When Anger Starts to Offer Secondary Gains

Anger can become a habit that offers secondary gains to individuals. Children can learn the habit and learn how and when to get angry. However, many adults continue to suppress their anger, often because they are afraid of it. Anger can be used to bully and intimidate, thus holding secondary advantages or gains. For example, if we know a work colleague will become angry when asked to do something, it maybe that we avoid asking that colleague to do something, for fear of their response.

Anger as a Motivator

While anger is often associated with negative outcomes, it also possesses the potential to drive positive change. Anger can serve as a motivator, propelling individuals to address injustices, assert boundaries, or fight for social causes. When channelled correctly, anger can be a catalyst for personal growth and societal transformation.

The Path to Emotional Balance

Recognising the psychological effects of anger is the first step towards developing healthier coping mechanisms and managing this strong emotion effectively. Some strategies for managing anger include:

  • Daily letter writing: A helpful way to dissipate anger is to write each day, ritualising the expression of anger instead of actually physically being angry.

  • Self-awareness: Being attuned to one's emotions and triggers is vital in understanding and managing anger.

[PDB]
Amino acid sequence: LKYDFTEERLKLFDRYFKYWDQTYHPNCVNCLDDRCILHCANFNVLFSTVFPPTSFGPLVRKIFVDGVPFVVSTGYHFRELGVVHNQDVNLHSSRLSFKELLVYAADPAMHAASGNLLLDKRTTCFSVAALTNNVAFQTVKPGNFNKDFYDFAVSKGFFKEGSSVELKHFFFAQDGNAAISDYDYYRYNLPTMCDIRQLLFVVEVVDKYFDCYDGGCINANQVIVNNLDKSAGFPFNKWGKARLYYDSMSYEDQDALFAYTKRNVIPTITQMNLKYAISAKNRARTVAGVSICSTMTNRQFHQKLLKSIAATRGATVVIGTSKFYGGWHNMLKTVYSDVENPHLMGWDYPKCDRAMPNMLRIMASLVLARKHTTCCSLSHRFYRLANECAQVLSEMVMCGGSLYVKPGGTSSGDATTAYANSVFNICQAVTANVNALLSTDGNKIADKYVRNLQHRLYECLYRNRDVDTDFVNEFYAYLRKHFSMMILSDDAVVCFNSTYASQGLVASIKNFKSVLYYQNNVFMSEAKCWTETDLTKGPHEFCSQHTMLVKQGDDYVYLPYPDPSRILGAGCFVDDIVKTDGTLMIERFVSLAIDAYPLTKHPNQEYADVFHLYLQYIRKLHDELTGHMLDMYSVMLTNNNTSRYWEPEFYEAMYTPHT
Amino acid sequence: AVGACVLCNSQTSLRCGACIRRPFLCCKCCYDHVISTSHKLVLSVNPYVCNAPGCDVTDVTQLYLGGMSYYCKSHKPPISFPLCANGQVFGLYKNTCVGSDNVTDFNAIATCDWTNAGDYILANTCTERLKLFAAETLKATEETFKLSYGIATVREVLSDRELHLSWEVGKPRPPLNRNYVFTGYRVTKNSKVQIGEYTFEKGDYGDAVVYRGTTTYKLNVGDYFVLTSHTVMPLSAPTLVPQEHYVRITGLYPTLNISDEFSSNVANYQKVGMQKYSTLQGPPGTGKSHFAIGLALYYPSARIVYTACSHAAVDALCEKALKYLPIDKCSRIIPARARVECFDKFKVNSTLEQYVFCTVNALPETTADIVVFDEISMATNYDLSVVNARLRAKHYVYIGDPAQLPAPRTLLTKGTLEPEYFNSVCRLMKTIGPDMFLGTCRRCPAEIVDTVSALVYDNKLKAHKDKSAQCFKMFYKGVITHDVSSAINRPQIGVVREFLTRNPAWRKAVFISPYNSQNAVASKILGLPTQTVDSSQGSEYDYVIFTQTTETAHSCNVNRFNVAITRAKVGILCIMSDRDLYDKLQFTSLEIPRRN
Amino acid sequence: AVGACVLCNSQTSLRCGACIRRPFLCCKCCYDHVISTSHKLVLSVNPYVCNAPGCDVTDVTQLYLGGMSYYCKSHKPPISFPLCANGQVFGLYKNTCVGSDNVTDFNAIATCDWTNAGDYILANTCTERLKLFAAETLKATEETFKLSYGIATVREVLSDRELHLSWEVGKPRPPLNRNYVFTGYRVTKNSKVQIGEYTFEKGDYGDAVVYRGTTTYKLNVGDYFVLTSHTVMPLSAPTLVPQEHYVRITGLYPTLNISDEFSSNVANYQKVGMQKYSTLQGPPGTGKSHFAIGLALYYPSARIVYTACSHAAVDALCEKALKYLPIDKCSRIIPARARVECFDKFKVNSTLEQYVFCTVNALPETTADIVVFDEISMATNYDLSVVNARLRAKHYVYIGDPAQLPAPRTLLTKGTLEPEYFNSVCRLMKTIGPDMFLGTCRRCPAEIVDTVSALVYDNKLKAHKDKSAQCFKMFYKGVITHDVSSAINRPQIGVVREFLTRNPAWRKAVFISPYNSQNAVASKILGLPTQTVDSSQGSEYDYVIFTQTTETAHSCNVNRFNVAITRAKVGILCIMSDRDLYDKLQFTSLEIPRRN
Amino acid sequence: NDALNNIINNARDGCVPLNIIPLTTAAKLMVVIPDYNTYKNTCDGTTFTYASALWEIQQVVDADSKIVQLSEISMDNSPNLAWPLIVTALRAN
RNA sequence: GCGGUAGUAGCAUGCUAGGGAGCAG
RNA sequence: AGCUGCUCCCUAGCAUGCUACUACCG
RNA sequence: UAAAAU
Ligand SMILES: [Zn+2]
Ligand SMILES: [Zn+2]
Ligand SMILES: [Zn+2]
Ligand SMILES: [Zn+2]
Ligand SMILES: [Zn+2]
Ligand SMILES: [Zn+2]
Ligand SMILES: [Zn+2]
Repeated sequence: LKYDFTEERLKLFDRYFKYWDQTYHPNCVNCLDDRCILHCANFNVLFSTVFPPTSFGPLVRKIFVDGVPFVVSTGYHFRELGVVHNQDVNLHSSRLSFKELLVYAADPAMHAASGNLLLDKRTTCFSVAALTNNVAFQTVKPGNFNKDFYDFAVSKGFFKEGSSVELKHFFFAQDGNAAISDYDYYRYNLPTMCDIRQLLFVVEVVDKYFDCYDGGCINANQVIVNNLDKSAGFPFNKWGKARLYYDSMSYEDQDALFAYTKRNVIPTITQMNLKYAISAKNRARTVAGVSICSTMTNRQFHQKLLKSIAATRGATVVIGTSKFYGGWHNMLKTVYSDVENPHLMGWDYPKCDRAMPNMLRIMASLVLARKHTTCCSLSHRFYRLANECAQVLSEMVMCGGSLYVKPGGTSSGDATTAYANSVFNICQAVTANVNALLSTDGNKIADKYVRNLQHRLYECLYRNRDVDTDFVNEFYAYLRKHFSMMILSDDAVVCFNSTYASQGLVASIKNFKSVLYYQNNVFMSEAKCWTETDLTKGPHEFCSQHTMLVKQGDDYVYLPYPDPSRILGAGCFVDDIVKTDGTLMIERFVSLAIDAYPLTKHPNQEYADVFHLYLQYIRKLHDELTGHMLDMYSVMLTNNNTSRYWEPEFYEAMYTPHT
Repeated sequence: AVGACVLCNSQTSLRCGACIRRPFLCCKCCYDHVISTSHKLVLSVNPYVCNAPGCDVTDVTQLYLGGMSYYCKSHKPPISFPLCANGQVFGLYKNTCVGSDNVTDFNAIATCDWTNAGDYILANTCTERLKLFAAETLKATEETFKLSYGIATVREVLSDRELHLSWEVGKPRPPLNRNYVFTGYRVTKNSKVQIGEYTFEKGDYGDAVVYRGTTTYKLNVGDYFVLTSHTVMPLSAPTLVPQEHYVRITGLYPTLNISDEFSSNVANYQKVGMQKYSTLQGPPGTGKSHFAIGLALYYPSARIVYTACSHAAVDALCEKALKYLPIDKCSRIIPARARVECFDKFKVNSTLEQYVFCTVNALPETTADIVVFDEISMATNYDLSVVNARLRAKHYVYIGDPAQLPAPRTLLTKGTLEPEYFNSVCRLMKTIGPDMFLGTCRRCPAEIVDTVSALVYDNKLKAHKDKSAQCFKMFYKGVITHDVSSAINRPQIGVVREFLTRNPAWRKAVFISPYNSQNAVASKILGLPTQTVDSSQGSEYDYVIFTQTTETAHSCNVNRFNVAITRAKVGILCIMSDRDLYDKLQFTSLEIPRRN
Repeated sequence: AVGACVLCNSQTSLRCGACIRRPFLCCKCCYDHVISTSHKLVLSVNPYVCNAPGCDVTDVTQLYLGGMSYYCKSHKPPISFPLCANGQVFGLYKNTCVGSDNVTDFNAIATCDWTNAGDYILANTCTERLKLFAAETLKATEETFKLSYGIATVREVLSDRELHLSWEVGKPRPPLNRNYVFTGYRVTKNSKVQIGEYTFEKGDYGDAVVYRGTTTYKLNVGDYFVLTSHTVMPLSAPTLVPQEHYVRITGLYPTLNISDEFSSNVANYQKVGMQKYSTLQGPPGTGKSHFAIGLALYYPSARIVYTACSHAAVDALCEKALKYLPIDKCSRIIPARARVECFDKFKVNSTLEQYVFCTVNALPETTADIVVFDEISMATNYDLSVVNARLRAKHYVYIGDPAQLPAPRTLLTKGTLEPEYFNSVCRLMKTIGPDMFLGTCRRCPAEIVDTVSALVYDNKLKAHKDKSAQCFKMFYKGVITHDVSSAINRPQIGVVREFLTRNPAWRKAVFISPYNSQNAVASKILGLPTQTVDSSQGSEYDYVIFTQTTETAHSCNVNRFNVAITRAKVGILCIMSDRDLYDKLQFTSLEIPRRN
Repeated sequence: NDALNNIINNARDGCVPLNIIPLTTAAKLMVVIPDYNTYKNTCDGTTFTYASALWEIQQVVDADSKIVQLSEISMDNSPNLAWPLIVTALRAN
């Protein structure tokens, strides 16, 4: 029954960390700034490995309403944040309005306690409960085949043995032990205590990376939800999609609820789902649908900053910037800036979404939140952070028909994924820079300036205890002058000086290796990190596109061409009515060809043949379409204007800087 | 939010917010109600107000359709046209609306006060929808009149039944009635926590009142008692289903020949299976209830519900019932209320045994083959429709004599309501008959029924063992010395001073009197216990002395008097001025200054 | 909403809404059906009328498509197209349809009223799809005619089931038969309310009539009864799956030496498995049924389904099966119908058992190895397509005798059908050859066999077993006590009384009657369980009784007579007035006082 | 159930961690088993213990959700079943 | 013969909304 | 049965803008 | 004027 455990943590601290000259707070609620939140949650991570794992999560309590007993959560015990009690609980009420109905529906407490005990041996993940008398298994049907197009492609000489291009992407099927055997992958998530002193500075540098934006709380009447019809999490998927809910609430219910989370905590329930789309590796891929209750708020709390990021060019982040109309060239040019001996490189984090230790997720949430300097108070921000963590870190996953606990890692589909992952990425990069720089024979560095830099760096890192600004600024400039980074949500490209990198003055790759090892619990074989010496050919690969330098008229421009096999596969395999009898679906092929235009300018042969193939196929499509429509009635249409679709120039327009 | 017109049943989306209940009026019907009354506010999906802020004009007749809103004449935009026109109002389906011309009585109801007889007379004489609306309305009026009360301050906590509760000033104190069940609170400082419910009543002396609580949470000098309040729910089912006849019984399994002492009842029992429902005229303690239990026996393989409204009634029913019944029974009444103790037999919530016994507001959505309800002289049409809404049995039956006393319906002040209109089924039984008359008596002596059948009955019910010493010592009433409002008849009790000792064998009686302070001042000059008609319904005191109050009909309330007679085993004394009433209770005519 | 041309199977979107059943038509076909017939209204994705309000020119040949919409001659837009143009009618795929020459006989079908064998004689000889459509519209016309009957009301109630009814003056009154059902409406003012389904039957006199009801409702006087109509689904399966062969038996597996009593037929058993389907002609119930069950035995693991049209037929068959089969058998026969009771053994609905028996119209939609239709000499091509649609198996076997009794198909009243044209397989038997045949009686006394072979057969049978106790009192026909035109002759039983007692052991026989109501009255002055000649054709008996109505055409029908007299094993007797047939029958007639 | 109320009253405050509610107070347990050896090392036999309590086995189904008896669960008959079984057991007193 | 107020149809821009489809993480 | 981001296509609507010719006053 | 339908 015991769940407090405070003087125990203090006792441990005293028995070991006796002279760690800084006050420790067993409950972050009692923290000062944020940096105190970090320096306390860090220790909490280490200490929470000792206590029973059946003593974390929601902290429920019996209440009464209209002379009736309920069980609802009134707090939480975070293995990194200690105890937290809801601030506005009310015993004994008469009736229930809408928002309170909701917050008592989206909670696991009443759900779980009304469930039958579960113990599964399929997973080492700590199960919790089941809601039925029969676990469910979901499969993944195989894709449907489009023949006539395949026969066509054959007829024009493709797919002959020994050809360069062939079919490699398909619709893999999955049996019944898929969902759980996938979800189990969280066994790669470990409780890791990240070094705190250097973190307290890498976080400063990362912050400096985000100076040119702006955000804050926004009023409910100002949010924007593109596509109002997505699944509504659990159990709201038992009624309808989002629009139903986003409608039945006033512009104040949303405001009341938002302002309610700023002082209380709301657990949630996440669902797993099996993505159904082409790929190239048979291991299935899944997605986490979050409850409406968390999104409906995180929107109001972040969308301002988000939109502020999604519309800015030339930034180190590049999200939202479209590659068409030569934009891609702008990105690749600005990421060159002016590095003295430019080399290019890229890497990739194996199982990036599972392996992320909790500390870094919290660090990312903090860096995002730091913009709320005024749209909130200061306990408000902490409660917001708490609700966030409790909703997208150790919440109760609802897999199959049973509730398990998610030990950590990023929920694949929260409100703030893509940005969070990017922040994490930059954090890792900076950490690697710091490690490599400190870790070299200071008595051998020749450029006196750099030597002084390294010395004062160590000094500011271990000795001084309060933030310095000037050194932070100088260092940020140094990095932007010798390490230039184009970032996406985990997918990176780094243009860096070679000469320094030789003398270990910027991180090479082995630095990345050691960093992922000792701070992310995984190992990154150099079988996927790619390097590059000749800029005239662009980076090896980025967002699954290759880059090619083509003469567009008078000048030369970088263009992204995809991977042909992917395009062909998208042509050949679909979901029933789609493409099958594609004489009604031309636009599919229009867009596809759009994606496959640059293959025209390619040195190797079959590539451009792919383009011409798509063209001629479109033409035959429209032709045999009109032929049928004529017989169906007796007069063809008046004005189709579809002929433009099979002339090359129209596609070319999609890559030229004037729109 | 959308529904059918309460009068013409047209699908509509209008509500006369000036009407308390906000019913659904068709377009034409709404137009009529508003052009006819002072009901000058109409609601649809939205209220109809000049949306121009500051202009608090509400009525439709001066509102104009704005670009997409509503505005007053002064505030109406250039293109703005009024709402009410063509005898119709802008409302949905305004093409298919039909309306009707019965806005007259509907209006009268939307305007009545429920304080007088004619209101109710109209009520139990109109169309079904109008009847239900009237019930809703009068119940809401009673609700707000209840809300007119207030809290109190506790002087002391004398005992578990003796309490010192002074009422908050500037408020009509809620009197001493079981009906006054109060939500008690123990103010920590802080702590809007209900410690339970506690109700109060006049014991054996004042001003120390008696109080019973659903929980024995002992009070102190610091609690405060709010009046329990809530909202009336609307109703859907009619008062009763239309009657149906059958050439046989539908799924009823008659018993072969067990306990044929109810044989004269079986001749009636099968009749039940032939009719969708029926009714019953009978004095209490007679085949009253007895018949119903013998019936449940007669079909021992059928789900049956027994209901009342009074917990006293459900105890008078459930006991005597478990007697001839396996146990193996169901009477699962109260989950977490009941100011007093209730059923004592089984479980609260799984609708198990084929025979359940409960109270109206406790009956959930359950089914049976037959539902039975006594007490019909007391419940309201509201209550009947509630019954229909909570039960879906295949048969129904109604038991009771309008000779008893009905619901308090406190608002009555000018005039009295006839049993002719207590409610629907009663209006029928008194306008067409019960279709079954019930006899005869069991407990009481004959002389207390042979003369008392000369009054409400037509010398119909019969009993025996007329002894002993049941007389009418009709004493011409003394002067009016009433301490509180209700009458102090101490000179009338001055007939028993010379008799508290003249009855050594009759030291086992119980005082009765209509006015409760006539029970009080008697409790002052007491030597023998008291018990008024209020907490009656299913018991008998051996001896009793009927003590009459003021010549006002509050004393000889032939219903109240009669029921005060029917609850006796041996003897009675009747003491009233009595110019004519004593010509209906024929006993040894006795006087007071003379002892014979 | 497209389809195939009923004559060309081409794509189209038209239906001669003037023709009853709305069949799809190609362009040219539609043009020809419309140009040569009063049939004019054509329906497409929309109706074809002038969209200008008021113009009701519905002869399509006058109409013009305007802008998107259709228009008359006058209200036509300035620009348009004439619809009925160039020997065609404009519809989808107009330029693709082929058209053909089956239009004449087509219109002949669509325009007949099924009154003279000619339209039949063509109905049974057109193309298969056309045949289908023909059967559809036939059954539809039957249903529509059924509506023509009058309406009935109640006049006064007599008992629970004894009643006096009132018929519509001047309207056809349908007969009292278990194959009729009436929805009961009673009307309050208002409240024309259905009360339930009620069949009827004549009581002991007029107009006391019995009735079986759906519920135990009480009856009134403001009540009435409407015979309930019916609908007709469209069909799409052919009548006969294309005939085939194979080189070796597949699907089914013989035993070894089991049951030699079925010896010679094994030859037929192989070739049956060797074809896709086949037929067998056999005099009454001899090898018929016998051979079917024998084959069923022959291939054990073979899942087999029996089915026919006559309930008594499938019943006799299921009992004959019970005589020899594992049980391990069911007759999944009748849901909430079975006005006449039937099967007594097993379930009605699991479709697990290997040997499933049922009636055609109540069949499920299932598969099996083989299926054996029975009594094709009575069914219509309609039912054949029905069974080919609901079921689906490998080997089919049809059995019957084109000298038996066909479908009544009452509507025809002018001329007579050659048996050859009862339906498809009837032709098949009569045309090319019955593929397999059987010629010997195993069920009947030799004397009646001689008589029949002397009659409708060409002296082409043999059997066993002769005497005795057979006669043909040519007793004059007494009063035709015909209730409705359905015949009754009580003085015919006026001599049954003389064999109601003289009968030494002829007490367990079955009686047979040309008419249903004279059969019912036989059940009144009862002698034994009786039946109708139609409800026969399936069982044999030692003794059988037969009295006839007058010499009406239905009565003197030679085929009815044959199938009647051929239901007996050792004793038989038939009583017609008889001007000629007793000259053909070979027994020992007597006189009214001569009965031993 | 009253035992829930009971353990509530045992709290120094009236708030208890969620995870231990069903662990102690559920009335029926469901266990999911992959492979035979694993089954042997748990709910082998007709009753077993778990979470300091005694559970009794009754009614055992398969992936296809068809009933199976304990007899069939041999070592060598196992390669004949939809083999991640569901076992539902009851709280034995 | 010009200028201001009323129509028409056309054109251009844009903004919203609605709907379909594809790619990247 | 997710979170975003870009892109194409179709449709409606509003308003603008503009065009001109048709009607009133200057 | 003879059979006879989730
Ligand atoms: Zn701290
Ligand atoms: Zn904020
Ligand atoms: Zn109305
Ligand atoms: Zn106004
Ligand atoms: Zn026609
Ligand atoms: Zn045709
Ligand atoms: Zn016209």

• Cognitive reframing: Challenging negative thoughts and adopting more constructive perspectives can help with anger.

  • Communication skills: Learning effective communication techniques enables people to express anger assertively and constructively, not in a destructive way

  • One of the keys here is to find out why we are angry and try to put something in place to change what is making us angry. For example, if we don’t feel that we are asserting ourselves enough in our relationships, then it’s an idea to try to find out why and think about why we are not being assertive. Anger commonly comes from a feeling of not being in control of our lives or events, so it’s ok to work out how to put some autonomy back into our lives to help us to become less angry.

  • Try to talk to someone to tell them why you’re angry, instead of actually being angry. If someone is doing something that isn’t ok, then tell them before it makes you angry. Being open and honest with someone helps us all to manage our feelings of anger.

We could all try to remember that most angry people are actually hurting emotionally. Something in their lives isn’t going well for them and their anger could be a result of that hurt. Wouldn’t it be great if we could have a bit of compassion and empathy for angry people and try to find out why they feel the way they do, instead of being angry back to them? Take care xxx